Robert Plant and Alison Krauss transform Zeppelin mystique in Madison

Robert Plant Alison Krauss

The stunned silence behind me was overwhelming. Two gentlemen had been loudly debating the merits of Robert Plant’s career, bordering almost on annoyance, during the set. As the montage of tracks from Led Zeppelin including "Gallows Pole", "The Battle of Evermore" and "When the Levee Breaks" rained through the sound system at Breese Stevens Field, the sheer power of the arrangements kept everyone in awe. We were witnessing one of the greatest rock ‘n’ roll singers transforming his past, present and future into an unforgettable performance.

Partnered with his cohort Alison Krauss, who referred to Plant as “our ring leader,” the 80-minute set and two encores complemented the beautiful Saturday evening in Madison. Plant whose post Led Zeppelin solo career spanned many configurations, including a reunion with friend Jimmy Page, had culminated with an Americana-inspired effort collaborating with Krauss. The combination produced two critically acclaimed and commercially successful albums spawning multiple Grammys.

The show tonight highlighted the best of those albums along with a healthy dose of reimagined Led Zeppelin classics. The chemistry between Plant and Krauss evident in the live vocal performance erased any doubts someone may have had on the merits of their ongoing project. Even the die-hard Zeppelin fans behind me had to give it up. Besides the third Led Zeppelin album was predominately acoustic.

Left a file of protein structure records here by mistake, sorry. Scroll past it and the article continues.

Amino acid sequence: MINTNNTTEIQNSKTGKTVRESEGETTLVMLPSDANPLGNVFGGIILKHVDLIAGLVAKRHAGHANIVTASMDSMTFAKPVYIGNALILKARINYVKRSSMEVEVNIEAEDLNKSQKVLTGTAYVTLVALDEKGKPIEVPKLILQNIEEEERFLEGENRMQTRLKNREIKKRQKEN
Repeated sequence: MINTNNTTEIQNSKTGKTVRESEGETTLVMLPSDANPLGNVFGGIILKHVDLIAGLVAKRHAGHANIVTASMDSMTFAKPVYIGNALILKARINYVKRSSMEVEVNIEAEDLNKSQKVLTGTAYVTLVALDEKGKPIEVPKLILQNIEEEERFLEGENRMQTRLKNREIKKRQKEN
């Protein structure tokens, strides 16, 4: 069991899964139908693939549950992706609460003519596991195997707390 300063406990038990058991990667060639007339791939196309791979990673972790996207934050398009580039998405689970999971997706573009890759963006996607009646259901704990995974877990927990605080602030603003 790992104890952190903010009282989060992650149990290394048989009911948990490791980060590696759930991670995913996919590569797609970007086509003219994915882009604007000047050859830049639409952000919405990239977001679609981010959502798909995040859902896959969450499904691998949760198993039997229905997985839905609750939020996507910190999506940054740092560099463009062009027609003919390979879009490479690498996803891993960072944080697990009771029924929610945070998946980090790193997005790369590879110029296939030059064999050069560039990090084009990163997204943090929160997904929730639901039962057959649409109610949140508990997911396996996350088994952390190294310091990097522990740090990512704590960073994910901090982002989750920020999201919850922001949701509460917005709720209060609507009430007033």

The backing band was on fire keeping the communal vibe going with a well-paced set. Opening with “Rich Woman” the tone was set for a pulsating groove with building tempo. The first Zeppelin track to appear was a slowed down version of “Rock ‘n’ Roll” complete with a fiddle and shuffle beat. Johnny Cash would have liked this version. Plant was feeding off the energy of the crowd and appeared to be genuinely enjoying himself.

“I hope you’re having as much fun as we are up here!” exclaimed Plant with a roar of approval from the packed stadium.

The set ended with the three-song Led Zeppelin acoustic attack that silenced my two talkative concert buddies. Plant had no digital effects on his voice except for a slight echo toward the end of “When the Levee Breaks” as he reached for the high notes. We were hearing the raw vocal and it was amazing how well he could deliver the goods both solo and with Krauss. The encore was two Everly Brother’s covers from the first Plant/Krauss album “Sands.” As Plant, Krauss and the band took their stage bows to end the evening, I was seriously considering catching the next show on the tour. It was that good.

Opening the show was Nashville-based J.D. McPherson and his band. The retro rockabilly troubadour tore through a 30-minute set traveling down the lane of Eddie Cochran, early Elvis and Stray Cats. McPherson also played the role of lead guitarist for Robert Plant and Alison Krauss’s backing band providing that ‘50s rock n roll edge to raise the temperature from simmering to a boil for the large outdoor audience.

Post-show Madison residency

Plant had a few days off before his next gig in Iowa with Alison Krauss and he spent it in Madison. Sightings at Sardine, B-Side records, The Chocolate Shoppe and Monsoon Siam verified his time on the town after the show. According to B-Side Records, Plant spent considerable time browsing through the store and left with a new Ratboys album purchase.


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